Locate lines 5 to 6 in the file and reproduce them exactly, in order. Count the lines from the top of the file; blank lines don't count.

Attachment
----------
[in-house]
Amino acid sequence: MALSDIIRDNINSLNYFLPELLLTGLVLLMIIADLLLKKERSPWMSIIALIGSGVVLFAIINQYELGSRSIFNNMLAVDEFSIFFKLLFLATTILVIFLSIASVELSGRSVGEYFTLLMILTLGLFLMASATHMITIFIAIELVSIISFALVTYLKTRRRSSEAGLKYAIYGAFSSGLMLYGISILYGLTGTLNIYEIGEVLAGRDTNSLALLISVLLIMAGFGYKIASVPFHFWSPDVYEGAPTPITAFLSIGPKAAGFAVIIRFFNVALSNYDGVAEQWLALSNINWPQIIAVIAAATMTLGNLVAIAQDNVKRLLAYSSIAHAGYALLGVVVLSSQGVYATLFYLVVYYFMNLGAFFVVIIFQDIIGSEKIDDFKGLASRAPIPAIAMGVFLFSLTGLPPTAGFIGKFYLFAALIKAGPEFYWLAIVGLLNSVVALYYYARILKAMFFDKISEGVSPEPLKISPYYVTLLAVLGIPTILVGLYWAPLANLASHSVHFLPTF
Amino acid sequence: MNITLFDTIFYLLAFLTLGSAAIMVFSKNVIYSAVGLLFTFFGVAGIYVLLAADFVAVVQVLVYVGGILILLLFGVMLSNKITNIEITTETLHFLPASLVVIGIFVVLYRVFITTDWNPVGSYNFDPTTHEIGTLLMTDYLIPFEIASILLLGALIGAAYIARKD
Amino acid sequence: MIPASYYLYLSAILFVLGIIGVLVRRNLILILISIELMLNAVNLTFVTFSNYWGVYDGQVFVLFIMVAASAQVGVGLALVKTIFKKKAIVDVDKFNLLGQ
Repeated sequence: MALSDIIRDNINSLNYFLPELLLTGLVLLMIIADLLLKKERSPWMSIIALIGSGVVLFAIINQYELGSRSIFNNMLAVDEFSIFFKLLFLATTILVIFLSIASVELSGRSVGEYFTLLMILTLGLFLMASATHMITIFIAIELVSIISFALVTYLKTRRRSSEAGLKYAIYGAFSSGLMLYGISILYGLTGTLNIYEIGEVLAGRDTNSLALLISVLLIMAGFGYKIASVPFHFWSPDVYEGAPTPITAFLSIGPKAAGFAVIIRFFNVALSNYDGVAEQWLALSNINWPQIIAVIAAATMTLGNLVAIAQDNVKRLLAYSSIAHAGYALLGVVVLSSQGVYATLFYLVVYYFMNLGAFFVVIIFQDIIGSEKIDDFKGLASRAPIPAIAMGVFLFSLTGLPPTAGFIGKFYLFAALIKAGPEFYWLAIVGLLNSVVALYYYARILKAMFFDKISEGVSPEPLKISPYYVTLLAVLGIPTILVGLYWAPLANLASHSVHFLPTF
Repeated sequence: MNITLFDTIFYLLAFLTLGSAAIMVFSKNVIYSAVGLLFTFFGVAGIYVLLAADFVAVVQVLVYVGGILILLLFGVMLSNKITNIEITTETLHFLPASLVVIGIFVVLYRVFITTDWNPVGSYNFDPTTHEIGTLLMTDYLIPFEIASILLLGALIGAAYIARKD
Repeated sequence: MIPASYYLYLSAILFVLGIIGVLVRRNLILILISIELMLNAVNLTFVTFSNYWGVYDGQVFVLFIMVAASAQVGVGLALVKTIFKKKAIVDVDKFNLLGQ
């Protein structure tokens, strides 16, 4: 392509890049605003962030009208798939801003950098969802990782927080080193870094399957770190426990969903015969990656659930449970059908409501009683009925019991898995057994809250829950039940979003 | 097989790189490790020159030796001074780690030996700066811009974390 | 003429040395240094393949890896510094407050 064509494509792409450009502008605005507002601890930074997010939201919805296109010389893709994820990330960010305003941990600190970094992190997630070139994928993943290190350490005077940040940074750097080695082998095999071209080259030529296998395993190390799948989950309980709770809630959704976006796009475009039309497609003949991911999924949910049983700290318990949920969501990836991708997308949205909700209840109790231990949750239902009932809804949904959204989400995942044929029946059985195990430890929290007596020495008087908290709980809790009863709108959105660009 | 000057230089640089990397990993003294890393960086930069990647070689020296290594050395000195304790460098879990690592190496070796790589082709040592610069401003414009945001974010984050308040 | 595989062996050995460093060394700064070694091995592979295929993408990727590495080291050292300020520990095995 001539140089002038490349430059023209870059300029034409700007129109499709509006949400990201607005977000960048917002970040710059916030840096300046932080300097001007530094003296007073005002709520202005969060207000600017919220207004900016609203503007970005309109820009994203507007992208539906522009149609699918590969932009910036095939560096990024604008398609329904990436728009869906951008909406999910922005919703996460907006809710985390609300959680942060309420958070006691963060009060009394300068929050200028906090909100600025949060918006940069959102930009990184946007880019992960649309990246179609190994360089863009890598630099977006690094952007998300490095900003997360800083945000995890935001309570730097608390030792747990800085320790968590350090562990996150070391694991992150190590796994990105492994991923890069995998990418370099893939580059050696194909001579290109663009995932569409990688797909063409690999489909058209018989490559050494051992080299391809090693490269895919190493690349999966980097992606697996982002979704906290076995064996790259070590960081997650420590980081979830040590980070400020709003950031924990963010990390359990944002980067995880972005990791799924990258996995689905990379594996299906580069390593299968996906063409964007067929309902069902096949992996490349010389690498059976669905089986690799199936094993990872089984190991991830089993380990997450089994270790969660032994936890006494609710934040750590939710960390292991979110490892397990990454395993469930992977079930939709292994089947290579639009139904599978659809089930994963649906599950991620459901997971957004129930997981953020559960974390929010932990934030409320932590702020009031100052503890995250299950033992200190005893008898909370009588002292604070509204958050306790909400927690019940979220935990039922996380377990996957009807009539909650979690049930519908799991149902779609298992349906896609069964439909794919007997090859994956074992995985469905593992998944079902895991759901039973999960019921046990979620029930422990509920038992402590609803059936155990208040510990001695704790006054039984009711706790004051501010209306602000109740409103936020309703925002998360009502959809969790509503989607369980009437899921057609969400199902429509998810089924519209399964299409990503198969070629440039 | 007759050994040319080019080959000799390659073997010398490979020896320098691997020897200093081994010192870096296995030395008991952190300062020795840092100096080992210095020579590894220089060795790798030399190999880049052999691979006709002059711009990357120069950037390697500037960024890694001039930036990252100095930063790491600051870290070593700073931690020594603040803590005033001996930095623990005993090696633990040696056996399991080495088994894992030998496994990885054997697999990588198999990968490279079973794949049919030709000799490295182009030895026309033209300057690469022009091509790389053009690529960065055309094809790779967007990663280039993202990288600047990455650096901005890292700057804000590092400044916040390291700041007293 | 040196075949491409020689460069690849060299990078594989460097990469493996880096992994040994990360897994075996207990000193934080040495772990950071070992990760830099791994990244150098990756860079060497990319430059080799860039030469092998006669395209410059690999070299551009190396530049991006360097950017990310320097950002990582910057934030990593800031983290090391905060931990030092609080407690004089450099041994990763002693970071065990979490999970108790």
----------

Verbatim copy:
Repeated sequence: MALSDIIRDNINSLNYFLPELLLTGLVLLMIIADLLLKKERSPWMSIIALIGSGVVLFAIINQYELGSRSIFNNMLAVDEFSIFFKLLFLATTILVIFLSIASVELSGRSVGEYFTLLMILTLGLFLMASATHMITIFIAIELVSIISFALVTYLKTRRRSSEAGLKYAIYGAFSSGLMLYGISILYGLTGTLNIYEIGEVLAGRDTNSLALLISVLLIMAGFGYKIASVPFHFWSPDVYEGAPTPITAFLSIGPKAAGFAVIIRFFNVALSNYDGVAEQWLALSNINWPQIIAVIAAATMTLGNLVAIAQDNVKRLLAYSSIAHAGYALLGVVVLSSQGVYATLFYLVVYYFMNLGAFFVVIIFQDIIGSEKIDDFKGLASRAPIPAIAMGVFLFSLTGLPPTAGFIGKFYLFAALIKAGPEFYWLAIVGLLNSVVALYYYARILKAMFFDKISEGVSPEPLKISPYYVTLLAVLGIPTILVGLYWAPLANLASHSVHFLPTF
Repeated sequence: MNITLFDTIFYLLAFLTLGSAAIMVFSKNVIYSAVGLLFTFFGVAGIYVLLAADFVAVVQVLVYVGGILILLLFGVMLSNKITNIEITTETLHFLPASLVVIGIFVVLYRVFITTDWNPVGSYNFDPTTHEIGTLLMTDYLIPFEIASILLLGALIGAAYIARKD